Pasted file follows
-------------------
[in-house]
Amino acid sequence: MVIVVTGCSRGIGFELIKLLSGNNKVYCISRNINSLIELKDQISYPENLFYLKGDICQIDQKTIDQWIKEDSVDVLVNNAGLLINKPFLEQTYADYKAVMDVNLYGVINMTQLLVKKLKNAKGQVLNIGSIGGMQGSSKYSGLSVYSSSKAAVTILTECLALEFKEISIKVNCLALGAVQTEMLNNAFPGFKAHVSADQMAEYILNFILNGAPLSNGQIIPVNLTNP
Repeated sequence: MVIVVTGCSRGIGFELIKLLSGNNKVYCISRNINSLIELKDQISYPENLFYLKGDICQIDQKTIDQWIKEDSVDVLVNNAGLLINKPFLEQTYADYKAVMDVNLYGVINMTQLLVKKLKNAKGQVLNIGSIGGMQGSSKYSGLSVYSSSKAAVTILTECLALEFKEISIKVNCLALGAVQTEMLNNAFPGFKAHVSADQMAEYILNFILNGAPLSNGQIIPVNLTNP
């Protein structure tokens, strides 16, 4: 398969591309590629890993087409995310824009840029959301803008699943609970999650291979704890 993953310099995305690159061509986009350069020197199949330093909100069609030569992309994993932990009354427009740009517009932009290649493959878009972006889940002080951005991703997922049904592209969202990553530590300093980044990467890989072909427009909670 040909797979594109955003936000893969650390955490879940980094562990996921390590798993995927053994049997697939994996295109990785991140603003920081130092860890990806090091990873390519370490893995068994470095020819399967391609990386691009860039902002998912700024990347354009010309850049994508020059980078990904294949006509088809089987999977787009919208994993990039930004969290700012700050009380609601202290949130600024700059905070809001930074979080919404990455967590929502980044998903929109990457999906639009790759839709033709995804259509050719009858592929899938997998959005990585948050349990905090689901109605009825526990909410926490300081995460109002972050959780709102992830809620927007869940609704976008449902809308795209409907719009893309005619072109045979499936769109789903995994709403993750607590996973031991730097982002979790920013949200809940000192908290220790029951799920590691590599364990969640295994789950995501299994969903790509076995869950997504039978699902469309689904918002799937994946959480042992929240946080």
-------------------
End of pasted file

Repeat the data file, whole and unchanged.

[in-house]
Amino acid sequence: MVIVVTGCSRGIGFELIKLLSGNNKVYCISRNINSLIELKDQISYPENLFYLKGDICQIDQKTIDQWIKEDSVDVLVNNAGLLINKPFLEQTYADYKAVMDVNLYGVINMTQLLVKKLKNAKGQVLNIGSIGGMQGSSKYSGLSVYSSSKAAVTILTECLALEFKEISIKVNCLALGAVQTEMLNNAFPGFKAHVSADQMAEYILNFILNGAPLSNGQIIPVNLTNP
Repeated sequence: MVIVVTGCSRGIGFELIKLLSGNNKVYCISRNINSLIELKDQISYPENLFYLKGDICQIDQKTIDQWIKEDSVDVLVNNAGLLINKPFLEQTYADYKAVMDVNLYGVINMTQLLVKKLKNAKGQVLNIGSIGGMQGSSKYSGLSVYSSSKAAVTILTECLALEFKEISIKVNCLALGAVQTEMLNNAFPGFKAHVSADQMAEYILNFILNGAPLSNGQIIPVNLTNP
């Protein structure tokens, strides 16, 4: 398969591309590629890993087409995310824009840029959301803008699943609970999650291979704890 993953310099995305690159061509986009350069020197199949330093909100069609030569992309994993932990009354427009740009517009932009290649493959878009972006889940002080951005991703997922049904592209969202990553530590300093980044990467890989072909427009909670 040909797979594109955003936000893969650390955490879940980094562990996921390590798993995927053994049997697939994996295109990785991140603003920081130092860890990806090091990873390519370490893995068994470095020819399967391609990386691009860039902002998912700024990347354009010309850049994508020059980078990904294949006509088809089987999977787009919208994993990039930004969290700012700050009380609601202290949130600024700059905070809001930074979080919404990455967590929502980044998903929109990457999906639009790759839709033709995804259509050719009858592929899938997998959005990585948050349990905090689901109605009825526990909410926490300081995460109002972050959780709102992830809620927007869940609704976008449902809308795209409907719009893309005619072109045979499936769109789903995994709403993750607590996973031991730097982002979790920013949200809940000192908290220790029951799920590691590599364990969640295994789950995501299994969903790509076995869950997504039978699902469309689904918002799937994946959480042992929240946080």